Wednesday, May 1, 2013

Papier Mâché - Layered Bowls

The children construct bowls using papier mâché and then design them with cut paper and paint. For ages 9 to 13. Plan 4 to 5 sessions.

  • Building with papier mâché
  • Working with three-dimensional form
  • Decorating with cut paper and paint
papier mâché, lip

  • Newspaper for covering work area
  • Newspaper and light-weight white paper for tearing into strips
  • Bowl-shaped forms–plan one for each child (See note below)
  • Wheat paste–nontoxic (I use PlayBox Wheat Paste.)
  • Bowls for the wheat paste
  • Petroleum jelly with several throw-away brushes
  • Plastic wrap
  • Masking tape
  • Variety of patterned papers like ones used for origami, gift wrappings, and scrapbooks
  • Scissors
  • Liquid tempera paints
  • Brushes for painting
  • Containers of water for rinsing brushes
  • Sponges for drying brushes
  • Small containers with lids for saving mixed paint colors
  • Water-based polyurethane
  • Non-stick surface such as wax paper for drying the bowls
Note: Use plastic, ceramic, or strong paper bowls with lips that are wider than the bottoms so that the dried papier mâché can be easily removed. 

First Session
  • Mix the wheat paste to a cream-like consistency and put into bowls, planning one for every two children.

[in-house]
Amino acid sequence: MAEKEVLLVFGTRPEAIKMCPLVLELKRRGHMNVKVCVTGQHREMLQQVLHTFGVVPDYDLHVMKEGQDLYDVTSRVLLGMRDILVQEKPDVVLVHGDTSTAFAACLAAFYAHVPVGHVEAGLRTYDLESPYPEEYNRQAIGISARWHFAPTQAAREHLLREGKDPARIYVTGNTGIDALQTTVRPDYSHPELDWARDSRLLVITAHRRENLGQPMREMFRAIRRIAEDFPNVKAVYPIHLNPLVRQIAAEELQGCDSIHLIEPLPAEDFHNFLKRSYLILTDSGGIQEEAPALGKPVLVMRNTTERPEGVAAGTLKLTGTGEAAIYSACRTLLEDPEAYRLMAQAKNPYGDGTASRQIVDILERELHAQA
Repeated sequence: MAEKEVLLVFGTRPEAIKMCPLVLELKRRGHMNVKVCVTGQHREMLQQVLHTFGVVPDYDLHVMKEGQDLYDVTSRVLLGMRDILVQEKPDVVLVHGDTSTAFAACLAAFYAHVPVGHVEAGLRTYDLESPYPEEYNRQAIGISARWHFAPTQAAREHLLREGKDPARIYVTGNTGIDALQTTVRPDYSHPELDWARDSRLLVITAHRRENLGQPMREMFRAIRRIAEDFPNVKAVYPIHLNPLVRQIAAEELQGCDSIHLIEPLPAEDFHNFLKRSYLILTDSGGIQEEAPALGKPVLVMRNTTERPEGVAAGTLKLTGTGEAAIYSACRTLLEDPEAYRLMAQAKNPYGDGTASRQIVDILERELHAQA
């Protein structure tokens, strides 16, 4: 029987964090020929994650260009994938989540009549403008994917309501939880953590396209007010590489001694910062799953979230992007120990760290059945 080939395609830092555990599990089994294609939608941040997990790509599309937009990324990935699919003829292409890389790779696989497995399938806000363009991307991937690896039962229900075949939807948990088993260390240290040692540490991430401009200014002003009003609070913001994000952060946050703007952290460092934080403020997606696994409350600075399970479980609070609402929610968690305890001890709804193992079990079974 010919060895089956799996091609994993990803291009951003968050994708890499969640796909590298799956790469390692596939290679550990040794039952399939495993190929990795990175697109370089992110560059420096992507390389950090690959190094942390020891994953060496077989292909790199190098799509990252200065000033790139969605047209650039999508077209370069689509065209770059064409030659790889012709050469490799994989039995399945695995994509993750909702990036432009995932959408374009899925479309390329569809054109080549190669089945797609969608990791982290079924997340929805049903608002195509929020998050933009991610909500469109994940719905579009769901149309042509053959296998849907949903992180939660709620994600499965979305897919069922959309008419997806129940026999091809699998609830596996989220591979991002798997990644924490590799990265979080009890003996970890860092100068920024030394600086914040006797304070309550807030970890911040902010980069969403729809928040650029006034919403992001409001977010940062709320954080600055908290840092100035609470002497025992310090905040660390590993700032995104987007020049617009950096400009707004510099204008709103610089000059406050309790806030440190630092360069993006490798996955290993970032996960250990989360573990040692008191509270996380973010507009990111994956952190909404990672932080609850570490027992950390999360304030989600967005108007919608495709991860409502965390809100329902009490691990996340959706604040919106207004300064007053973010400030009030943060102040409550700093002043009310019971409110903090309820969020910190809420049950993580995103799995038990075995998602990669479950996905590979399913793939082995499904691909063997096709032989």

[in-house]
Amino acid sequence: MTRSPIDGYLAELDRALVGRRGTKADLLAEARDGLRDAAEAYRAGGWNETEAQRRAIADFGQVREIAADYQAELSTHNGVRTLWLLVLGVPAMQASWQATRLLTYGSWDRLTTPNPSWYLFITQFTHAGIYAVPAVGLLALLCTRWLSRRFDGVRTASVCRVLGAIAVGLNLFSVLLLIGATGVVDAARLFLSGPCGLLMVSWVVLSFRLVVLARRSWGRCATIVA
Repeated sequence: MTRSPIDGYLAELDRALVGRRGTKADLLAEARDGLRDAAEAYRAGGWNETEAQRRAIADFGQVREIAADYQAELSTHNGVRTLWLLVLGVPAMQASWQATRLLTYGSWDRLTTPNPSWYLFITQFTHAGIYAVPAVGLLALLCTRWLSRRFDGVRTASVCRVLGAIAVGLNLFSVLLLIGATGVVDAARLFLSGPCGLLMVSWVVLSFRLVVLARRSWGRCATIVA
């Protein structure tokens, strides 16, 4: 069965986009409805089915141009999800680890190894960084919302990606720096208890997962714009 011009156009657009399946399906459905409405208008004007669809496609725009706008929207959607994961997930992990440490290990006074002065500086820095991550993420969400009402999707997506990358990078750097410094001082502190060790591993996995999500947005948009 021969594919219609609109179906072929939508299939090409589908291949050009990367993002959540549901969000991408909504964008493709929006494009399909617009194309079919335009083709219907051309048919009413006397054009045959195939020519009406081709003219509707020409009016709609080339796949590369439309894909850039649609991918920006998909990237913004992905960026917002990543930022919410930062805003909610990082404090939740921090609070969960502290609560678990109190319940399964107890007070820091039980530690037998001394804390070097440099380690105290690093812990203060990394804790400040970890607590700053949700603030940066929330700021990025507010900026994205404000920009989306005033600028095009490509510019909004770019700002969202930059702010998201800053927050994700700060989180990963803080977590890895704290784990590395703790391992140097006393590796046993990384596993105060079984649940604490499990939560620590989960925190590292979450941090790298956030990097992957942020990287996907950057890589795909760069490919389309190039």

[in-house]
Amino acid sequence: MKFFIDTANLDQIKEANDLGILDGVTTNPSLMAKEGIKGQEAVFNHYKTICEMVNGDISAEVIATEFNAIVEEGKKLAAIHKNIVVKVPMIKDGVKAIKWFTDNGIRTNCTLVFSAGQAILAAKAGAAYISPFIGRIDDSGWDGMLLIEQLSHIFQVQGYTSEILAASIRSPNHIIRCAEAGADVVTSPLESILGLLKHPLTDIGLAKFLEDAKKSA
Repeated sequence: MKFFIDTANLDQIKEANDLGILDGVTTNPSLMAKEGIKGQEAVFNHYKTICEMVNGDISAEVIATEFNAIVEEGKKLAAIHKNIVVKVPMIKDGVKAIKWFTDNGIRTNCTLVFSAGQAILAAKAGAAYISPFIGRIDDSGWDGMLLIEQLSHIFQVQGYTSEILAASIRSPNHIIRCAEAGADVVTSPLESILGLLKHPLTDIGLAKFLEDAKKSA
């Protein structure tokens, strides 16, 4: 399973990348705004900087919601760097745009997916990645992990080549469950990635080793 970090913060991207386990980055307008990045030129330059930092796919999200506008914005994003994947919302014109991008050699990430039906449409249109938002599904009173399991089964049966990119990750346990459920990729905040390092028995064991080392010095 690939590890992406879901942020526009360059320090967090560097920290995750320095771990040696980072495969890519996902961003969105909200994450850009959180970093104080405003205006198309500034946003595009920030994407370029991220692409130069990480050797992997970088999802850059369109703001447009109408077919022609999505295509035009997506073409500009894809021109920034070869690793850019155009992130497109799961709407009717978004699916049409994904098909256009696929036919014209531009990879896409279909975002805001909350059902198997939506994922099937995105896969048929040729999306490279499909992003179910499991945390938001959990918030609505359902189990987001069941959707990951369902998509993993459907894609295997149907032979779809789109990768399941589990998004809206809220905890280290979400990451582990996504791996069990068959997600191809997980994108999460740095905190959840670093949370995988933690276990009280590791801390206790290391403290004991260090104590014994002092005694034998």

• Cover the work area with newspaper.
  • Tear newspaper and white paper into roughly 1- x 3-inch strips.
  • Prepare a non-stick surface, such as wax paper, for drying the bowls.
  • Set out the wheat paste, strips of paper, petroleum jelly with brushes, plastic wrap, and masking tape.
  • Set out bowl-shaped forms, planning one for each child.
How to Begin
  • In this session, the children will be making bowls by putting papier mâché over bowl-shaped forms. Explain that the paste-soaked paper will become hard after it is dried and can then be decorated.
  • Show the children how to prepare the form. Apply a thin coat of petroleum jelly to the outside of the form and then wrap it with plastic wrap, smoothing the wrinkles as much as possible and taping the loose ends against the inside. The petroleum jelly will help the plastic wrap cling to the form and the plastic wrap will allow the papier mâché to be easily released once it dries.
  • Demonstrate how to apply the papier mâché to the prepared form. Explain that white paper will be used for the first layer to create a surface that is easier to paint. Dip the white paper strips into the paste and pull the wet paper between two fingers to remove excess paste. Lay the dampened strips on the form, following its shape carefully while overlapping and smoothing the edges. Use newspaper strips to apply at least two more layers.